There are important warning signs to consider. Consumer confidence continues weak at 73.2 basis points in July 2020, a decrease of 5 points compared to June of this year and far from the levels above 100 seen during the month of February.
Leading indicators are encouraging but not optimistic. The composite purchasing managers index (PMI) for the month of July has managed to reach the economic expansion zone at 50. The main engine continues to be industry, at 51.3 compared to 49.8 in June, reflecting a positive evolution into expansion but with numerous challenges ahead, including investment and hiring plans. Services, a critical sector for the United States economy, remains in contraction.
United States industrial production has had two months with positive monthly growth (5.4 percent in June), although low year on year (–10.8 percent in June 2020).
Employment is improving, but admittedly at a slower pace than would be desired. Jobless claims remain stubbornly above 1 million, and continuing jobless claims are falling at a slower pace than expected. Still, continuing jobless claims have fallen from a record 25 million to 17 million in two months. These need to fall faster, and decisive supply-side measures are needed to attract new jobs and investment.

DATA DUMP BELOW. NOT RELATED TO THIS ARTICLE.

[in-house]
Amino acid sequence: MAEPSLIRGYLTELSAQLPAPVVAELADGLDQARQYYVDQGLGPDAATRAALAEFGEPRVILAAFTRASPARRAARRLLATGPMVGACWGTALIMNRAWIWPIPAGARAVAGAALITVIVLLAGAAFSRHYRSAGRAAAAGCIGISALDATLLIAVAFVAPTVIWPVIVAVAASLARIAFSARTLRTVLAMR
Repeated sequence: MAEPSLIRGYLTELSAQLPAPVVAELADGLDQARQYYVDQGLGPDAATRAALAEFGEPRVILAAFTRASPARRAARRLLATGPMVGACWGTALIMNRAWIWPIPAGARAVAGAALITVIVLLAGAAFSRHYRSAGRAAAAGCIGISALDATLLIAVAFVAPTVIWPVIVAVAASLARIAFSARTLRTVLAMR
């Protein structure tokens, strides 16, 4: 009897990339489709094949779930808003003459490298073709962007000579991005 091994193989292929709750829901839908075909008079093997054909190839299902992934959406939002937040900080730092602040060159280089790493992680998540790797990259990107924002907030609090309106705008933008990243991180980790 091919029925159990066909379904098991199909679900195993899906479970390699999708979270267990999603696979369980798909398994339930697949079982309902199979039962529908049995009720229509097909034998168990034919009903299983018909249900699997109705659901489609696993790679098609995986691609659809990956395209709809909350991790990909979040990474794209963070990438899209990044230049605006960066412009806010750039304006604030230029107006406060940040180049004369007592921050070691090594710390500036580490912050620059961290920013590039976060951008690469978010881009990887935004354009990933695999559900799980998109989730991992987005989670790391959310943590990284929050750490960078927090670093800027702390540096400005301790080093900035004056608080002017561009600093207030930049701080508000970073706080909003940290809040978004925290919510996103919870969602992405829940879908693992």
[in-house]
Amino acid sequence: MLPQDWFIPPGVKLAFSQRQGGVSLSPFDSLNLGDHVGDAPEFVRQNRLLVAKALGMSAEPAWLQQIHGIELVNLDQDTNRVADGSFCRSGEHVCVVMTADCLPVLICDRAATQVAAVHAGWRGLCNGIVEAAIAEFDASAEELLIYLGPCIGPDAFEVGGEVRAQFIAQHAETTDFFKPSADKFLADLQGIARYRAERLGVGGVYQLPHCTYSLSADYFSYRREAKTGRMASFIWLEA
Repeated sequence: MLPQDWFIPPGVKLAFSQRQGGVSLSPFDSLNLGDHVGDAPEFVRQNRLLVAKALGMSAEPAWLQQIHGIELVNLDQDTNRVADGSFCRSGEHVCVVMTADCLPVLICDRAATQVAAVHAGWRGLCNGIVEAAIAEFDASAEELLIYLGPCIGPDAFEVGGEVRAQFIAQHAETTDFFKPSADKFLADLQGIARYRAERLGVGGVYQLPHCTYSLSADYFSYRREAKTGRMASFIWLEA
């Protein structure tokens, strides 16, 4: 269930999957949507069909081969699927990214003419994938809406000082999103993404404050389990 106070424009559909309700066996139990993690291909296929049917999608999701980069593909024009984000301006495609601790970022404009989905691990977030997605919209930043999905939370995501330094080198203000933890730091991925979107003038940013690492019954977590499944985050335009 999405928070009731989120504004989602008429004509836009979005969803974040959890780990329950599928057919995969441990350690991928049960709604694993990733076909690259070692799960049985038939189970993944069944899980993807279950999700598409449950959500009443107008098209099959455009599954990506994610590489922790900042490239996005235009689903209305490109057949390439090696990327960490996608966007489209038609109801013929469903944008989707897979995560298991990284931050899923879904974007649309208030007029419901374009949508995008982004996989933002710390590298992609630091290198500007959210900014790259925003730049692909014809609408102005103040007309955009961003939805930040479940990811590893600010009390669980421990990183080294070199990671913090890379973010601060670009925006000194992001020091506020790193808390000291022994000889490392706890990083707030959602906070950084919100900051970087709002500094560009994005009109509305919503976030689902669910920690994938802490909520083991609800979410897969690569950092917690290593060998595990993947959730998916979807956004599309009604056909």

Debt in the United States is a big challenge, but—again—metrics show a better situation than in the eurozone. The accumulated deficit through June already exceeds $2.74 trillion, more than 10 percent of US GDP. Interestingly, debt to GDP in the United States is likely to rise to 98.5 percent according to Bloomberg consensus, but not even close to the levels of the euro area, at 103 percent according to the European Central Bank (ECB).
These figures contradict the calls for a stronger euro vs. the US dollar. Despite the headline-grabbing US figures, growth, debt, and employment are likely to show a better evolution than in the euro area, and monetary metrics also show a stronger situation. The ECB already has negative real rates and its balance sheet exceeds 53 percent of GDP compared to the 33 percent of GDP of the Federal Reserve balance sheet. Global demand for the US dollar is high and rising, and the world still has a dollar shortage. That is not the case of the euro, for which demand is stable but much smaller according to the Bank of International Settlements, and supply is rising much faster than that of the US dollar.
A stable and solid recovery will only be achieved with the right policies. Copying the European Union will only lead the United States to stagnation. The poor performance of the European economies in this crisis is also a reminder of why the United States should not implement similar policies.
If the United States government decides to raise taxes and increase intervention, the recovery will be slower and more painful than it already is.